Because Bob's Stores decided not to renew it's sponsorship, F.W. Webb Co. decided to "step up and do the whole thing" by purchsing the ad space on the far right side of the famous Green Monster scoreboard.
F.W. Webb Co. is now an ''official sponsor," which gives them the right to use the Red Sox logo in their advertising, and they get to be the only sponsor in their particular category. D'Angelo, for example, makes the only Official Sandwich of the Boston Red Sox, while Papa Gino's makes the Official Pizza of the Boston Red Sox.
Thursday, February 02, 2006
With an infield that already goes eight-deep, the chances of Wilson actually making the squad are ridiculously slim. He's most likely being brought in to calm Manny's nerves during spring training and get his 2006 season started on the right note.
Edes also believes that with the surplus of arms and Trot Nixon's free agency after the season, Epstein could conceivably package a pitcher and infielder for outfield prospects or use a pitcher plus Nixon in an even bigger deal.
I do agree that turning any combination of these players into a solid outfielder would be very beneficial for the club. As of now, there are really no internal candidates to take over for Trot in 2007, but the free agent market is littered with capable replacements, including Cliff Floyd, Carlos Lee, Raul Ibanez, David Dellucci, Jay Payton, Juan Pierre, Milton Bradley, Dave Roberts, Shannon Stewart, Jose Guillen, and Frank Catalanotto.
As you can see, there are no "studs," but the Sox should be able to find a respectable replacement for Trot. Jose Guillen would be a nice fit, both offensively and defensively, but unfortunately his attitude is worth avoiding. In any event, the Red Sox should have an above-average right fielder in 2007.
Wednesday, February 01, 2006
Good, because for a minute there, I was starting to wonder what part of "two-year deal" Wells didn't understand when he signed the two-year deal before last season. Everyone seems to call Wells "old and brittle," but the guy has made 30 or more starts in 9 of the past 10 seasons. He does get sidelined on occasion, but it's never for more than a couple starts.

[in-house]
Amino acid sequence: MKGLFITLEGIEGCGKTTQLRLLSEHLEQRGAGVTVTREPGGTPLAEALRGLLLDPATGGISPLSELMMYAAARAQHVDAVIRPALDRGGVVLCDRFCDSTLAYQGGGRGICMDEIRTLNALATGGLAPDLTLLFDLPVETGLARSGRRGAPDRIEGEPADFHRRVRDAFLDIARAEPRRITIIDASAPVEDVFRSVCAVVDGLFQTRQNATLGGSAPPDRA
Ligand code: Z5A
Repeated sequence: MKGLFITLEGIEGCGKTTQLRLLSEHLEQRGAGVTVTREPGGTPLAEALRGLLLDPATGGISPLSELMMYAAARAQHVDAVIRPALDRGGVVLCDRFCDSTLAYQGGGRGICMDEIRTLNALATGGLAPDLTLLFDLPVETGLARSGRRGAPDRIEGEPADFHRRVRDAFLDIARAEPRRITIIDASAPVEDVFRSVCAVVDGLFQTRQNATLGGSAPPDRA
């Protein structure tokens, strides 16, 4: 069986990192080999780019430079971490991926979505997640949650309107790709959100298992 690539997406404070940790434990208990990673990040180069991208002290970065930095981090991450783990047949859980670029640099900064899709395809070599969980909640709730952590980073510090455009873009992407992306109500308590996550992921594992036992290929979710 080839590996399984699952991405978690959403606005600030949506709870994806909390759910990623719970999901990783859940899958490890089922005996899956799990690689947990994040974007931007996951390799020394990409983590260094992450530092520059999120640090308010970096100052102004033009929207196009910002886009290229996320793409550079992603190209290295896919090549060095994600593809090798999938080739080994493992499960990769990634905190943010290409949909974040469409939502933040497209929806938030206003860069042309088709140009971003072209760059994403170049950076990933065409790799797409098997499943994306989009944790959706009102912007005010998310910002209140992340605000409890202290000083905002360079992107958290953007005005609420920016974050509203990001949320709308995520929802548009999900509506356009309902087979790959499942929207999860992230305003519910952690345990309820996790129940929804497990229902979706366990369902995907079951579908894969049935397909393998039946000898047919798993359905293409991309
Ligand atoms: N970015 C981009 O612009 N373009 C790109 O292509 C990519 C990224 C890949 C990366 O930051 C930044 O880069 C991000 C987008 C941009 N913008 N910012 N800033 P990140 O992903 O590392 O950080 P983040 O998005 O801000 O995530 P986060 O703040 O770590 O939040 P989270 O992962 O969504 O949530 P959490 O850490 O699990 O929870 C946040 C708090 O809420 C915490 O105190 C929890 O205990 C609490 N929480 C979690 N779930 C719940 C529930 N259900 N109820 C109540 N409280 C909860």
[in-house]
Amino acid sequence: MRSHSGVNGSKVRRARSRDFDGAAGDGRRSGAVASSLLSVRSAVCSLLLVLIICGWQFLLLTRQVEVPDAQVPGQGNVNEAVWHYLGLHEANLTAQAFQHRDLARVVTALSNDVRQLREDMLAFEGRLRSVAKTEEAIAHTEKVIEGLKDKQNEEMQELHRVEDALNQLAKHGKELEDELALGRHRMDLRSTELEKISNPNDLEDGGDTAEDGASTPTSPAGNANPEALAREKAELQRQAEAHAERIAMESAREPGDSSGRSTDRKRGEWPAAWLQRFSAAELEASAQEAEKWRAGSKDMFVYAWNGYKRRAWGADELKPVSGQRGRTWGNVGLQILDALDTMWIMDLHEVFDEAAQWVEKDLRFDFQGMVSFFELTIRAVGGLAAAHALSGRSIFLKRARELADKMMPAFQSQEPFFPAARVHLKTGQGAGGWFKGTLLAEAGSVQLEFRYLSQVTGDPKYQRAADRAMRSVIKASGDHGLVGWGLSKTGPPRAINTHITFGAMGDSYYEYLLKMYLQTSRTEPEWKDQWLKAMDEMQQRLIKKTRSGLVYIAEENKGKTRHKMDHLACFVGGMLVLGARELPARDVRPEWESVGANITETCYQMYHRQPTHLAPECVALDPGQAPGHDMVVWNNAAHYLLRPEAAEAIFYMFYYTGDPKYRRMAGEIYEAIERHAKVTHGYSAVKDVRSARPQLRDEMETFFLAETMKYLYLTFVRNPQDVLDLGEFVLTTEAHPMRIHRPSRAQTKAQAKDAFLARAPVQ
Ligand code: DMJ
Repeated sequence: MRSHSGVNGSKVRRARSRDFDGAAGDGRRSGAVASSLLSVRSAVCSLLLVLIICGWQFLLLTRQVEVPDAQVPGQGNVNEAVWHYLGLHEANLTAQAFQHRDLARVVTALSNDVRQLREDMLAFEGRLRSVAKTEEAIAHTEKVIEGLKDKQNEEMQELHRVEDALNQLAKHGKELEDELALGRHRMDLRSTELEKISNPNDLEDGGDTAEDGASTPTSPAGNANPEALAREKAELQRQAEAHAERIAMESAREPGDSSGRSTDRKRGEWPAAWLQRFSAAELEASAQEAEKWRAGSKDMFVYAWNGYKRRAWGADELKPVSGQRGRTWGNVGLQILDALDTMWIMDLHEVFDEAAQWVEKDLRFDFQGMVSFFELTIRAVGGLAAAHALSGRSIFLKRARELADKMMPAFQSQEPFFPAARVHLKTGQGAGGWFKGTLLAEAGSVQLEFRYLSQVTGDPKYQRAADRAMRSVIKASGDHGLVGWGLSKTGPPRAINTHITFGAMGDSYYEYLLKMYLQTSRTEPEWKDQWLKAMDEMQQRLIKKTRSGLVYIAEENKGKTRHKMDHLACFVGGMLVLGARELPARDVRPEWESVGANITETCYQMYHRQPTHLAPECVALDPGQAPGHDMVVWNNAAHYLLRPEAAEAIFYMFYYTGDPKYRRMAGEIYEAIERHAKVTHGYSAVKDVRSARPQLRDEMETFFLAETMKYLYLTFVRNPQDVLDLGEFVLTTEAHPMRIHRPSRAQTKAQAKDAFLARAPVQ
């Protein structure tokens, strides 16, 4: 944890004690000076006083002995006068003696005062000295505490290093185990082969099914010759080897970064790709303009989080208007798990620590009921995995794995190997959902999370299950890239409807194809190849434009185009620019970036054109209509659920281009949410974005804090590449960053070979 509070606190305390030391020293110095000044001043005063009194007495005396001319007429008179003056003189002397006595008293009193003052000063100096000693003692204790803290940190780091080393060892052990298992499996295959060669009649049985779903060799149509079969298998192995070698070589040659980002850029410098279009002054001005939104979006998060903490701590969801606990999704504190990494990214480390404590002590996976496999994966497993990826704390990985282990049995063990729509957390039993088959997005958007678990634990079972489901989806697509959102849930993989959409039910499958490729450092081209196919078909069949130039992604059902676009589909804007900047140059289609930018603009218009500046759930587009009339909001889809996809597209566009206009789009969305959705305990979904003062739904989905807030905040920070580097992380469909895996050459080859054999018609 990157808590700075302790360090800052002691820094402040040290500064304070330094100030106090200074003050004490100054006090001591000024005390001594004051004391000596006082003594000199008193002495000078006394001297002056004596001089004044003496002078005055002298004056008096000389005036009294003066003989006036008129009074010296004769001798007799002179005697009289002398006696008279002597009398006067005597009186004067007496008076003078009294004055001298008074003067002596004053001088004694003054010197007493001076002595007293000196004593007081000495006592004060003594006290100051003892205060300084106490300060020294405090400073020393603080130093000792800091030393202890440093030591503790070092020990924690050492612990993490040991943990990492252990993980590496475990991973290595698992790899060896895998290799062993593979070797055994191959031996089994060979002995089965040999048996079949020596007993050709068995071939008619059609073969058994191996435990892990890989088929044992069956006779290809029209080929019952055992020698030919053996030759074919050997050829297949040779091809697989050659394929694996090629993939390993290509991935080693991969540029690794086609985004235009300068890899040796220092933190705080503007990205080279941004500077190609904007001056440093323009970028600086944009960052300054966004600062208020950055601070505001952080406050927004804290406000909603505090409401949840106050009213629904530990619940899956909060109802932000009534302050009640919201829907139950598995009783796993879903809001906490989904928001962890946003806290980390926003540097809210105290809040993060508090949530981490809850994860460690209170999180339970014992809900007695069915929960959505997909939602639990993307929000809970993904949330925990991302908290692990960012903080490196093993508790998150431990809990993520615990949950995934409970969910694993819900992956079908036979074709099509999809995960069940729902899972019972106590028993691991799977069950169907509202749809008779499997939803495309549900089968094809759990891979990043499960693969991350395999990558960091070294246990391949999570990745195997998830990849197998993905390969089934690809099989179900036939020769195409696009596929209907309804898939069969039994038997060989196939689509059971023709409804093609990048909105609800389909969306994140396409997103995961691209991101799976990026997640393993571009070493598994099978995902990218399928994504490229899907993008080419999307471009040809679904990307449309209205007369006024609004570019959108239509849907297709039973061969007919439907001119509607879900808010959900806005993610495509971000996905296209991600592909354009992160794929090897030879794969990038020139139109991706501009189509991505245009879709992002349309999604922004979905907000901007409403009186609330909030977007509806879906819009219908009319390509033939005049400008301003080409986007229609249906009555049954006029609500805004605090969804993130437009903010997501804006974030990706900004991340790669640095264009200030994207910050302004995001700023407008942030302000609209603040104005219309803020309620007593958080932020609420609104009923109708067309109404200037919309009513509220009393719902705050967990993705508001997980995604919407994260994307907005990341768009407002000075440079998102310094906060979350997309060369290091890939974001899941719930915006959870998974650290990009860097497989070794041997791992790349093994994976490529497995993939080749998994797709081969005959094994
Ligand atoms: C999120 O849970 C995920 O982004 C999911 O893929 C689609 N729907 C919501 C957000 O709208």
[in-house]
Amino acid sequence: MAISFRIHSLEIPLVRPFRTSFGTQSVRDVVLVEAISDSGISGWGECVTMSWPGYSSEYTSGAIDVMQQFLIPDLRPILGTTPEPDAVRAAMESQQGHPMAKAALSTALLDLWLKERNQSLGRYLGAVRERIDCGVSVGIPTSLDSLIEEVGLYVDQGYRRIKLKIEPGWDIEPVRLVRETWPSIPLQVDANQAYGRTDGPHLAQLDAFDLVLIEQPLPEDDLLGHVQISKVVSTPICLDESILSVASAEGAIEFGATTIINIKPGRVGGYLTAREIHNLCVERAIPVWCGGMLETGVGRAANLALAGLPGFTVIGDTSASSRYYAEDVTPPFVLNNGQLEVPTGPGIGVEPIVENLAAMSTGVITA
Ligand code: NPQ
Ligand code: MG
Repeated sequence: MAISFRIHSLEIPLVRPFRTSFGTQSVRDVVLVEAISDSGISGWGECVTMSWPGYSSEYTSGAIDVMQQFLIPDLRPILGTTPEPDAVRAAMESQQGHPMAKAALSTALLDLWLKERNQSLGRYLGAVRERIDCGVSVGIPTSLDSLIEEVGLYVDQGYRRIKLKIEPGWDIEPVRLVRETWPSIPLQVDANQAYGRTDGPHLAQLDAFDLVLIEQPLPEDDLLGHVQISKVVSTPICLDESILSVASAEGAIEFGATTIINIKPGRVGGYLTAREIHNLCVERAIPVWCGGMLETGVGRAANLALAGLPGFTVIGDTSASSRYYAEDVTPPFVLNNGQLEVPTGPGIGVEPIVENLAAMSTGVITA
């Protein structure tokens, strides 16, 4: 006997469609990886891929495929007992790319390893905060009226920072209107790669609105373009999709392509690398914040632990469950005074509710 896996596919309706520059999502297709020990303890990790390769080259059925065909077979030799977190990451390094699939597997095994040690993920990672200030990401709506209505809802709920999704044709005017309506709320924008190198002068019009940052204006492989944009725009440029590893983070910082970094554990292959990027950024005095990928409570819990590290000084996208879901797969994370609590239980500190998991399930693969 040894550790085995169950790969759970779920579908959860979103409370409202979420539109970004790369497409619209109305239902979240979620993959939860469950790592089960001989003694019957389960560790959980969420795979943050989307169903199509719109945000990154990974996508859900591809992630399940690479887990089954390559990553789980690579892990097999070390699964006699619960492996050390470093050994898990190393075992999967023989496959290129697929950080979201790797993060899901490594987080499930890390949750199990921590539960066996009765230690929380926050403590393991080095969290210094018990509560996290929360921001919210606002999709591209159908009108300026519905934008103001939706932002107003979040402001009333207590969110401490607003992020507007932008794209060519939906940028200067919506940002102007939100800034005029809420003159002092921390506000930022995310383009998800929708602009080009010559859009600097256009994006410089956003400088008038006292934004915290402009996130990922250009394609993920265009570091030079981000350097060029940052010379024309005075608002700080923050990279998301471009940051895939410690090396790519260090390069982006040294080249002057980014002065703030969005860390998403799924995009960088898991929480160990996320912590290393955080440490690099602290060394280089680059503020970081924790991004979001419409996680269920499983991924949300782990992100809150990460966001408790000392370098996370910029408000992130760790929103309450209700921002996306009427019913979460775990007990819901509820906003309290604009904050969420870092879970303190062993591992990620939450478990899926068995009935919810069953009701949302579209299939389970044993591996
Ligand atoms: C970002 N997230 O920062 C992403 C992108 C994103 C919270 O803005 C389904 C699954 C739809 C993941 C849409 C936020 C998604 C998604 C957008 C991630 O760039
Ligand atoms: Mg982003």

He won 15 games last season, and is a shoo-in to post double-digit wins in 2006. He's only one the hook for one more season, and I'd really like to keep him if it's at all possible. Hopefully Theo can sit down with him during spring training and convince him that he's got a legitimate chance to win another title this year, and that come November, he can go back to California and do whatever he'd like.
However, Gordon Edes of the Boston Globe is reporting that the "much-discussed trade to San Diego of pitcher David Wells probably won't get done until spring training, but it appears inevitable the teams will strike a deal."
Matt Clement is the pitcher that makes more sense to be traded. There's a rumor out there that he could be involved in a 3-way deal that would net the Red Sox Lastings Milledge and Xavier Nady, but it's nothing more than a rumor right now.
In the next few days, the Sox are expected to officially announce some of their minor league signings, and Gabe Kapler is sure to be on the list.
Kapler, who ruptured his Achilles tendon last September in Toronto, expects to be able to help the team by early May. Once healthy, Kapler will immediately join Dustan Mohr, Willie Harris, and possibly others in the mix for the 4th outfielder spot.
Here's a look at the rest of the minor league signings that the Sox will likely announce in the coming days:
*Luke Allen, OF, Age 27, played with Dodgers (2002) and Rockies (2003)
*Craig Breslow, LHP, Age 25, Pitched in 14 games for Padres in 2005 (2.20 E.R.A.)
*Mike Bumatay, LHP, Age 26, pitched last year for Colorado Springs
*Ron Calloway, OF, Age 29, Played all of 2003 and part of '04 with Expos
*Trent Durrington, INF, Age 30, played in majors with Brewers
Matt Ginter, RHP, Age 28, Pitched for Chisox, Mets and Tigers
*Willie Harris, INF/OF, Age 27, Played five years in majors with Orioles and White Sox
*Mike Holtz, LHP, Age 33, pitched for Angels, A's and Padres
*Ken Huckaby, C, Age 34, played for D'backs, Blue Jays, Rangers, Orioles
*Luis Jiminez, 1B, Age 23, played last season for Double-A New Britain
Pat Magness, 1B, Age 27, played last season for Class-A Lynchburg
*Tyler Minges, OF, Age 25, played last season for Double-A Springfield
*Rodney Nye, 3B, Age 28, played last season for Triple-A Norfolk